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Best Cement For Zirconia Crowns

The best cements to use for zirconia crowns are RMGI (resin modified glass ionomer, GI (glass ionomer), or zinc phosphate. While you can use self adhesive resin cements or even resin cements, the material properties of zirconia don't work as synergistically with them, especially when compared to any of the bondable ceramics.

Recommended cements for zirconia crowns

The recommended cements for zirconia crowns are RMGI, GI, and zinc phosphate because they provide the most retention for the crown, which addresses a common issue of it falling off.

relyx luting RMGI dental cement
RelyX luting

Why these cements provide better retention: They are more rigid and flex less than the self adhesive resin and resin cements. While their bond strengths are lower than their resin counterparts, they are more retentive for zirconia due to less flexing and thus decreased incidence of the caps popping off.

This was actually a tip that we picked up from one of Gordon Christensen's lectures.

It appears that since zirconia itself doesn't have much flex due to its high rigidity, it doesn't flex when the resin cements flex during functional occlusion. This asymmetry provides an opportunity for the tooth cap to pop off while chewing and eating.

Now, when you cement it with a more rigid cement like RMGI, GI, or Zinc phosphate, everything is more rigid and has less flex. In this case, having materials with similar properties is more advantageous.

Key takeaway: Zirconia works better with cements that are more rigid.


Zirconia crown cements that are less effective

In our opinion, the less ideal cements for zirconia crowns are the self-adhesive resin and resin cements because they end up being less retentive despite having higher bond strengths.

Examples of these cements:

  • Self-adhesive resin - RelyX unicem

  • Resin - Panavia v5 and RelyX ultimate

panavia v5 resin dental cement
panavia v5

Once again the reason ZR crowns are more likely to pop off with these cements is because they flex while the crown does not. Having a cement that is more rigid and flexes less is better for mechanical retention of zirconia.

These cements are better used in combination with the bondable ceramics like lithium disilicate, feldspathic porcelain, and etc.


Alternative solution to zirconia retention issues

While it is good to pick the perfect cement for your zirconia crown, there are other ways to increase retention such as attempting to bond it or placing retentive grooves.

Bonding zirconia

There are plenty of primers available on the market which allege that use of it will increase bond strength to zirconia. Feel free to give these a try and let us know how it goes.

Personally, we've tried some of these methods but haven't really noticed a big difference in the outcomes. Then again, your experience may be different from ours.

Retention slots

We've had far better luck with placing retention slots into our preps such as one on the buccal and one on the lingual. These help to mechanically hold in the zirconia crown and prevent dislodgement.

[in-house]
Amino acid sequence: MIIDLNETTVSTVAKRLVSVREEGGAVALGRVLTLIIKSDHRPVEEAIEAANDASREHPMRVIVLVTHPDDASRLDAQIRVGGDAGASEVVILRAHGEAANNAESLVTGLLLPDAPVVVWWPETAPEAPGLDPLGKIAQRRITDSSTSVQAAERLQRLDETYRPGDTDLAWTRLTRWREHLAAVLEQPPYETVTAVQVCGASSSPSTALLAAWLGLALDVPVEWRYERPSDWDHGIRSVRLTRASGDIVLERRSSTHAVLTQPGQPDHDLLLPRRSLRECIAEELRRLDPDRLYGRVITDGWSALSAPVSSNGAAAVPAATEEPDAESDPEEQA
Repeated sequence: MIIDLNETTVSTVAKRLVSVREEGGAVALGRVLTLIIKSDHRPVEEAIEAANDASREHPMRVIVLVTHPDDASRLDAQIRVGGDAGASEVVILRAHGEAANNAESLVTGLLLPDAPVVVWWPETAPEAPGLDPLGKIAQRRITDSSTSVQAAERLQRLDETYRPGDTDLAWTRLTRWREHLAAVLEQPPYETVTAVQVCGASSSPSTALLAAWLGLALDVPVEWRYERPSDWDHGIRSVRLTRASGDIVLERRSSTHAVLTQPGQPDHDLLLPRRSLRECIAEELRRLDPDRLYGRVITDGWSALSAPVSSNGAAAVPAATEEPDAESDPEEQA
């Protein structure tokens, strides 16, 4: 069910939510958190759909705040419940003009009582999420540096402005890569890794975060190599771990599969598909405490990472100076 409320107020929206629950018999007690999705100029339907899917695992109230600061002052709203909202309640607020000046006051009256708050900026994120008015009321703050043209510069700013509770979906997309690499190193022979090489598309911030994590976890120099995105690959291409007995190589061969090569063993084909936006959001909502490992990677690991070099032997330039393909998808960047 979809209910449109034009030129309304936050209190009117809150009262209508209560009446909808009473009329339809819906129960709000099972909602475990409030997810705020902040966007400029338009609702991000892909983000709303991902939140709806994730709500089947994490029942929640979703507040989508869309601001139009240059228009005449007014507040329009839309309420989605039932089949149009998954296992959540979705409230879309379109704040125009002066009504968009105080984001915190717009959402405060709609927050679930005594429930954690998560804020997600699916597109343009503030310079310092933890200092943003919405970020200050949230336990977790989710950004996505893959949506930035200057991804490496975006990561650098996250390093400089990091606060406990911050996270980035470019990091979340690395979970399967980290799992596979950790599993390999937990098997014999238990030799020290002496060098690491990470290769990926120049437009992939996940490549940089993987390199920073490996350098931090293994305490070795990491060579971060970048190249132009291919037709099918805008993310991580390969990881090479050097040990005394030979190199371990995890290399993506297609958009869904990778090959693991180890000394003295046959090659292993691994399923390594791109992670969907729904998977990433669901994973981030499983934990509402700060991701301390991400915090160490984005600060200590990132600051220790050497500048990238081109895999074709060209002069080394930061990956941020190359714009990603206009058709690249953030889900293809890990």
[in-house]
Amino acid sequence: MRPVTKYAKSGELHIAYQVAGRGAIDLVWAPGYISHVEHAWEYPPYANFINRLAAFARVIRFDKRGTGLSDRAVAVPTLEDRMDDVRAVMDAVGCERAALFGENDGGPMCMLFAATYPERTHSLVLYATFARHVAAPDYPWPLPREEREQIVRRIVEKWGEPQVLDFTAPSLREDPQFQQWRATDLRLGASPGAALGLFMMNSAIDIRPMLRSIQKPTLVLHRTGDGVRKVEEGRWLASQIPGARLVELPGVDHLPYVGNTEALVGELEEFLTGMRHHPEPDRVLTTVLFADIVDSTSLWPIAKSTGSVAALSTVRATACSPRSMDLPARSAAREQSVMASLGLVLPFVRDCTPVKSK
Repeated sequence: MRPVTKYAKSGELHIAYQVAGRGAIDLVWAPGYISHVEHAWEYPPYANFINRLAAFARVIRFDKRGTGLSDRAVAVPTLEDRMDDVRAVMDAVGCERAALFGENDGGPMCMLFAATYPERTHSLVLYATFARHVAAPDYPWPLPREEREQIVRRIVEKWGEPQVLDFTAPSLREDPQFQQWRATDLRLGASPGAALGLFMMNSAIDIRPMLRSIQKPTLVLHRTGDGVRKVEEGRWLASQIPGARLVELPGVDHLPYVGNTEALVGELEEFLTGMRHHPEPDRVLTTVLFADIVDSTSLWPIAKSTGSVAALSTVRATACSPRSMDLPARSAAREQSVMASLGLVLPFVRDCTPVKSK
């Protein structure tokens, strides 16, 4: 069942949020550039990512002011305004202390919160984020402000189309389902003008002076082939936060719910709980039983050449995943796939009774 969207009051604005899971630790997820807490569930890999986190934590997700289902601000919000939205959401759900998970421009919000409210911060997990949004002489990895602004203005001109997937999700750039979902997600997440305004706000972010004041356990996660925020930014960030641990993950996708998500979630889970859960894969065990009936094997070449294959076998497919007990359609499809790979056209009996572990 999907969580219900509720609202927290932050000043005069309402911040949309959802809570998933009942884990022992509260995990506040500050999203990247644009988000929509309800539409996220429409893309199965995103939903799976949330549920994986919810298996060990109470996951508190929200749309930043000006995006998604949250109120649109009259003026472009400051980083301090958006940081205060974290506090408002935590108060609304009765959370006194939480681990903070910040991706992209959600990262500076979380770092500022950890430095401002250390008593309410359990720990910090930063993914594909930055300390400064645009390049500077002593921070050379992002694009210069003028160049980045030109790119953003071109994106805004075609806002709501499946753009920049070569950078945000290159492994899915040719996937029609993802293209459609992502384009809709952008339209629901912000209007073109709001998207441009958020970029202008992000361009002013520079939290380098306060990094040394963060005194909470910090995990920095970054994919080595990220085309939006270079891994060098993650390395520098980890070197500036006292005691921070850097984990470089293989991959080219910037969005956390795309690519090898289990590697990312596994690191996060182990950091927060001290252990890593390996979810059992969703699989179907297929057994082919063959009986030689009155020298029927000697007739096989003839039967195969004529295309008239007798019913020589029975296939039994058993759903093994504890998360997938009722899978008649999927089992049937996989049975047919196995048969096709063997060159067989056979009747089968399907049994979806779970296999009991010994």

retention slots on crown prep
retention slots on crown prep

To be frank our dentists in Long Island City have had the most success with using a combination of: retention slots, long bevels, RMGI cement, and a gold crown instead of zirconia.

Yes, when we have problems with ZR, we just switch to gold using the combination above and haven't had any issues thus far. Although due to the color of gold, it is only suitable for use on the 2nd molar.

If you're in need of a new crown because your zirconia crown keeps falling off, schedule an appointment with our dental office.



David Chen 200 x 200.jpg

About the author: Dr David Chen, DDS

Hello, I'm Dr Chen and I'm an actively practicing dentist in Long Island City, NY. I graduated from Columbia University College of Dental Medicine in 2016 but prior to going to dental school I was already working in the dental field. It's been more than a decade since I first got to know dentistry and let me tell you, time flies by quickly. Since then I've developed a fondness for writing, which is how this all got started!

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Medical Disclaimer:

This blog is purely meant for information purposes and should not be used as medical advice. Each situation in your mouth is unique and complex. It is not possible to give advice nor diagnose any oral conditions based on text nor virtual consultations. The best thing to do is to go in person to see your dentist for an examination and consultation so that you can receive the best care possible.

The purpose of all of this oral health information is to encourage you to see your dentist and to inform you of what you may expect during your visit. Due to the unfortunate nature of dentistry, there isn't really any true home remedies that will get rid of dental problems. Roughly 99.99% of them require in-person intervention by a healthcare professional.

Hint: That is the reason why you can't eliminate seeing dentists in your life!

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